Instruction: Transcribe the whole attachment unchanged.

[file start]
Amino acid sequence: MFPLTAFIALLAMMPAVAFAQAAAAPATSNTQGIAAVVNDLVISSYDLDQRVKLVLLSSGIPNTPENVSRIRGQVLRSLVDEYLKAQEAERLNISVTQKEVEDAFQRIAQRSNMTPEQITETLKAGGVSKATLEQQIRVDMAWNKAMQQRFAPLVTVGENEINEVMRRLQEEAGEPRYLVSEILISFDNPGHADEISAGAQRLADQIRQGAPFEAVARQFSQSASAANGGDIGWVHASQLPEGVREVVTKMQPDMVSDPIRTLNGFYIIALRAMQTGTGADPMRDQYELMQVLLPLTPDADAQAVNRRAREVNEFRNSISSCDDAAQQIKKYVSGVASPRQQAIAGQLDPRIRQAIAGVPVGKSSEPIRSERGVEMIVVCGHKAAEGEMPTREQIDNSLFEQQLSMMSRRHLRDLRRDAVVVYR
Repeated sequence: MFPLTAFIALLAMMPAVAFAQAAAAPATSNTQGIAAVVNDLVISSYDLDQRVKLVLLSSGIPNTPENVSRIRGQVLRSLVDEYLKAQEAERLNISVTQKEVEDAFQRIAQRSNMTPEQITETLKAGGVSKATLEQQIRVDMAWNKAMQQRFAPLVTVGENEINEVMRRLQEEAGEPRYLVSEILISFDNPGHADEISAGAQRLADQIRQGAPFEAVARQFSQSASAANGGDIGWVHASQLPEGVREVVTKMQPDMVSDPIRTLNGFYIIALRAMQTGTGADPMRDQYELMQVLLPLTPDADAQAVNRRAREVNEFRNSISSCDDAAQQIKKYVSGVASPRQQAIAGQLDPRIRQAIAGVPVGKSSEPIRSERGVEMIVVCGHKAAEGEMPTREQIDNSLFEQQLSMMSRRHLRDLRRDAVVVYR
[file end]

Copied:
Amino acid sequence: MFPLTAFIALLAMMPAVAFAQAAAAPATSNTQGIAAVVNDLVISSYDLDQRVKLVLLSSGIPNTPENVSRIRGQVLRSLVDEYLKAQEAERLNISVTQKEVEDAFQRIAQRSNMTPEQITETLKAGGVSKATLEQQIRVDMAWNKAMQQRFAPLVTVGENEINEVMRRLQEEAGEPRYLVSEILISFDNPGHADEISAGAQRLADQIRQGAPFEAVARQFSQSASAANGGDIGWVHASQLPEGVREVVTKMQPDMVSDPIRTLNGFYIIALRAMQTGTGADPMRDQYELMQVLLPLTPDADAQAVNRRAREVNEFRNSISSCDDAAQQIKKYVSGVASPRQQAIAGQLDPRIRQAIAGVPVGKSSEPIRSERGVEMIVVCGHKAAEGEMPTREQIDNSLFEQQLSMMSRRHLRDLRRDAVVVYR
Repeated sequence: MFPLTAFIALLAMMPAVAFAQAAAAPATSNTQGIAAVVNDLVISSYDLDQRVKLVLLSSGIPNTPENVSRIRGQVLRSLVDEYLKAQEAERLNISVTQKEVEDAFQRIAQRSNMTPEQITETLKAGGVSKATLEQQIRVDMAWNKAMQQRFAPLVTVGENEINEVMRRLQEEAGEPRYLVSEILISFDNPGHADEISAGAQRLADQIRQGAPFEAVARQFSQSASAANGGDIGWVHASQLPEGVREVVTKMQPDMVSDPIRTLNGFYIIALRAMQTGTGADPMRDQYELMQVLLPLTPDADAQAVNRRAREVNEFRNSISSCDDAAQQIKKYVSGVASPRQQAIAGQLDPRIRQAIAGVPVGKSSEPIRSERGVEMIVVCGHKAAEGEMPTREQIDNSLFEQQLSMMSRRHLRDLRRDAVVVYR